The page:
Other tracking authors have been picking up on this thread, too. Most recently, Jim Lowery, Southern California-based author of The Tracker’s Field Guide, published his newest book, Walk With the Animal (available only from EarthSkills.com). Lowery documents a series of tracking journeys in which he focuses on trailing a particular individual animal through its tracks and sign. His goal was to experiment with techniques that would help him when “hitting the wall” (the moment when a tracker seems to lose the trail, and hits an impasse), to continue along the trail and get a deeper window into the animal’s world. Lowery found that a combination of intuitive and analytic techniques helped him to succeed in his trailing endeavors, and various tracking methods are highlighted throughout the text.
Earlier this year, wilderness skills expert Tamarack Song released his tome on Entering the Mind of the Tracker, sharing a lifetime of intuitive tracking stories that illustrate how to connect with the animals and nature through tracks, sign and direct observation. Song’s engaging stories underscore our natural human ability to recognize symbols in the form of animal tracks and sign, perhaps the earliest form of “reading,” and to access our ancient capacities for imitating and learning from the animals we track.
Messages from the Depths
For as long as people have been tracking and observing nature, there have been different perspectives and techniques on how to sense and know the world around us. Different terrains, ecologies and cultural norms have all shaped and been shaped by patterns of perception.
In a general way, we can distinguish between the linear logical/deductive methods of tracking, and the intuitive or gestalt processes that have typically been perceived as art forms rather than scientific processes. Although, such intuitive processes have actually lent much to the origin and development of the sciences as we know them today, frequently inspiring epiphanies that lead to new frontiers of scientific understanding.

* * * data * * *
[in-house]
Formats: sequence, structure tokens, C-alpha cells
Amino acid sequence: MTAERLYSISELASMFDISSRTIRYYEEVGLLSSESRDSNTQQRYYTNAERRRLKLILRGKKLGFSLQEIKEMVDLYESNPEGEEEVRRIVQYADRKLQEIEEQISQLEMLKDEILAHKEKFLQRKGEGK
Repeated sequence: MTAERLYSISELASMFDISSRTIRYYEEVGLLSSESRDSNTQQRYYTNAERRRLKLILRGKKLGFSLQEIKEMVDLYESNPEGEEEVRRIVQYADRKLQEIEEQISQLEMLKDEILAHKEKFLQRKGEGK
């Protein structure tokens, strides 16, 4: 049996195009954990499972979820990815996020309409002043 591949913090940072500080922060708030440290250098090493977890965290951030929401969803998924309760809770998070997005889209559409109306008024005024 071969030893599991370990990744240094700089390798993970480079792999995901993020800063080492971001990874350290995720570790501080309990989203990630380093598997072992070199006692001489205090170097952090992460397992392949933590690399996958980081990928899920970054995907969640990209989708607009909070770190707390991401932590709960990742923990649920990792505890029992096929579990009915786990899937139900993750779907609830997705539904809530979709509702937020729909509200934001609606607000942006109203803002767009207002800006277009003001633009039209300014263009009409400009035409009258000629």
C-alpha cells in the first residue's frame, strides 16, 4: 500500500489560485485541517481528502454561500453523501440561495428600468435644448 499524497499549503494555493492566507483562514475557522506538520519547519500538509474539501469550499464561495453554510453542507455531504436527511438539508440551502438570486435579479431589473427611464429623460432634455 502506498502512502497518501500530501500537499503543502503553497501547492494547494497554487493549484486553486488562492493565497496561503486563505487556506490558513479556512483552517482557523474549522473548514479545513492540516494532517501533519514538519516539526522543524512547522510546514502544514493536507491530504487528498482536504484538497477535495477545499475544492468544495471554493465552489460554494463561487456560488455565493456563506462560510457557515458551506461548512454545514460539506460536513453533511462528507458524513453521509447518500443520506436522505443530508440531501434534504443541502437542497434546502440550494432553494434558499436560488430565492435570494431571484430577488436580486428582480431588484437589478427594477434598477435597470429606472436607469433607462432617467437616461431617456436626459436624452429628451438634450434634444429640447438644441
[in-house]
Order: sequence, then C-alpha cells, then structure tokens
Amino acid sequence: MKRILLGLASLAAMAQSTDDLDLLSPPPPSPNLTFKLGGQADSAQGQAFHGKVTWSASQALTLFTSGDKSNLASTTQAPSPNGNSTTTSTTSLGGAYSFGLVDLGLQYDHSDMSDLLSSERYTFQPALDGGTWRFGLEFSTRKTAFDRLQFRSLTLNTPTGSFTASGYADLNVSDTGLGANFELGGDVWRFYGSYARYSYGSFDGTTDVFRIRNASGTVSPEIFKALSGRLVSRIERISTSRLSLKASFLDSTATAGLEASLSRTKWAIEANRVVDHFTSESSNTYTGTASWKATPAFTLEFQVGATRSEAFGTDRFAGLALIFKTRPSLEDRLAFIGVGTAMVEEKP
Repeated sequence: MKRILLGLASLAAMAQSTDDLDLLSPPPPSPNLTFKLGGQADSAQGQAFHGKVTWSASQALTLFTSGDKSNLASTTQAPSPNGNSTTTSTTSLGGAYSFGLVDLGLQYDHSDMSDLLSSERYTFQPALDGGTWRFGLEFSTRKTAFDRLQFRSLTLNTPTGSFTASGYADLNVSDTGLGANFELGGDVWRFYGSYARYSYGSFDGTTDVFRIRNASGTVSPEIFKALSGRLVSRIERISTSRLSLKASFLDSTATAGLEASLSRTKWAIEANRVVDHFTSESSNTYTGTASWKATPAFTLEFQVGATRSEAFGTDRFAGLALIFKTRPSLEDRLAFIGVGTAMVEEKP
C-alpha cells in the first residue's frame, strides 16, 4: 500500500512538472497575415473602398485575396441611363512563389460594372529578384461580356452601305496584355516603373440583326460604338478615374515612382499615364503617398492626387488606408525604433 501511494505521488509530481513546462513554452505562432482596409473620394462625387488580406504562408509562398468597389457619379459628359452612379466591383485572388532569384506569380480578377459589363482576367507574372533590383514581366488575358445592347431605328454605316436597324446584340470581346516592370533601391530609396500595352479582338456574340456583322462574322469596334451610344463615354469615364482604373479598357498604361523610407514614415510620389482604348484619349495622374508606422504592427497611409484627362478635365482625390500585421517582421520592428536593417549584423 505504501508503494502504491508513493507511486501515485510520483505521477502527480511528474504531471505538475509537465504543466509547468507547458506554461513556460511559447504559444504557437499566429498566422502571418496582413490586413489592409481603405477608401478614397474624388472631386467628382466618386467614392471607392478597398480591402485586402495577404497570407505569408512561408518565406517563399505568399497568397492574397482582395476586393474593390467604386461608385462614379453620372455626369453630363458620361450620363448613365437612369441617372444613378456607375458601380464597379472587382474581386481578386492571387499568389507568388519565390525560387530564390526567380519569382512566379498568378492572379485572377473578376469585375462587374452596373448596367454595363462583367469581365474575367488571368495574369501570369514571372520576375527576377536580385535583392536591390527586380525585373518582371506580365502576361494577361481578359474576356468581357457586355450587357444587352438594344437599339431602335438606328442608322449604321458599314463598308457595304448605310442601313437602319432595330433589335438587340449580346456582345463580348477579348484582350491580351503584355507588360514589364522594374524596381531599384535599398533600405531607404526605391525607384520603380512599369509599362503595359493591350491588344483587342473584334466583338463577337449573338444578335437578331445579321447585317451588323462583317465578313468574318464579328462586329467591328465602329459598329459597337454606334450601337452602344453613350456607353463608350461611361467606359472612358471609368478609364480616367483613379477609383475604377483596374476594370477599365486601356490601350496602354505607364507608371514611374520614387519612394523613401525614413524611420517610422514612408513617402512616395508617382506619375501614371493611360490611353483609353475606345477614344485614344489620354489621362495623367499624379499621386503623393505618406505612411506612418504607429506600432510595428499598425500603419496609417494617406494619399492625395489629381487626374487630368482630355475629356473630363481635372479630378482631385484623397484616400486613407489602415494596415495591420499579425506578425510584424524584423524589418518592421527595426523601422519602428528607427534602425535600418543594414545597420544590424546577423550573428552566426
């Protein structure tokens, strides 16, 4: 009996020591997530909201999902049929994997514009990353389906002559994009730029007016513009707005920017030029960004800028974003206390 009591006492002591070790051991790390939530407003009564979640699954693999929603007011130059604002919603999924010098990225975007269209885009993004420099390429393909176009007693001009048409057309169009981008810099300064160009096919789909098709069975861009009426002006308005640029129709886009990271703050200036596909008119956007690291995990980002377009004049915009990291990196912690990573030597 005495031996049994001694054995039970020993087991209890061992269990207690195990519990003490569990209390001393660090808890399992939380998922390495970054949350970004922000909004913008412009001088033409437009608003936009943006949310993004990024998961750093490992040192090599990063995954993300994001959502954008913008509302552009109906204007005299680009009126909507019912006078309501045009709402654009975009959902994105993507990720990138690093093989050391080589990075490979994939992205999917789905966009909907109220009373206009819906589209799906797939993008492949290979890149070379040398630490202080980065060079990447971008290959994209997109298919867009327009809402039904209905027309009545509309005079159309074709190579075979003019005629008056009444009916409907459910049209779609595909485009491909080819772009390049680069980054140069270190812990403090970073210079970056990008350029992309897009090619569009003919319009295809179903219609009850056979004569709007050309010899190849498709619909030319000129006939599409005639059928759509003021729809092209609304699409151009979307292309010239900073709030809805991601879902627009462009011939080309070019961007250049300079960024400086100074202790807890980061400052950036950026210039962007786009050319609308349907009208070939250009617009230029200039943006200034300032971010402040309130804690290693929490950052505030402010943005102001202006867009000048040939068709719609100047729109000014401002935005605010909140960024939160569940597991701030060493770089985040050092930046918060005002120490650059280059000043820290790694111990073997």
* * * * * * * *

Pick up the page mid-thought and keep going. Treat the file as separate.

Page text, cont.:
There are many famous stories of scientists who have struggled to solve a complex problem, only to awaken at night from a vivid dream or imagery that presents the solution. The 19th century chemist Kekule is well known for having seen the solution to the chemical formation of the benzene ring in a dream or reverie, in which the ourobouros or snake eating its own tail appeared before him (4). Kekule’s personal notes and speeches indicate that he had learned to intentionally develop his visualization skills and access of this dreamlike state over a period of years, leading to this moment of realization (5). Similar historical documentation has been recorded for hunters and trackers who have searched for game to feed their village, or in cases of people needing to evade danger; Jesuit historical records of Iroquois dreaming practices from early colonial times provide accounts of “dream scouting” techniques to avoid danger or locate food for the village (6). Similar techniques and practices have occurred around the world since antiquity, into the modern day.
Young points out that the successful access of intuitive perception is built upon a foundation of connection and experience within a given field. “All the people who seem to be highly capable of this [intuitive access] also seem to be very well practiced in their art or their sport.” He cites skilled sports players who get into “the zone” and are able to intuitively predict where to stand to intercept a baseball or soccer ball at the right time, or musicians who get into “the groove” that shift complex rhythm or melody in perfect sync with the rest of their group.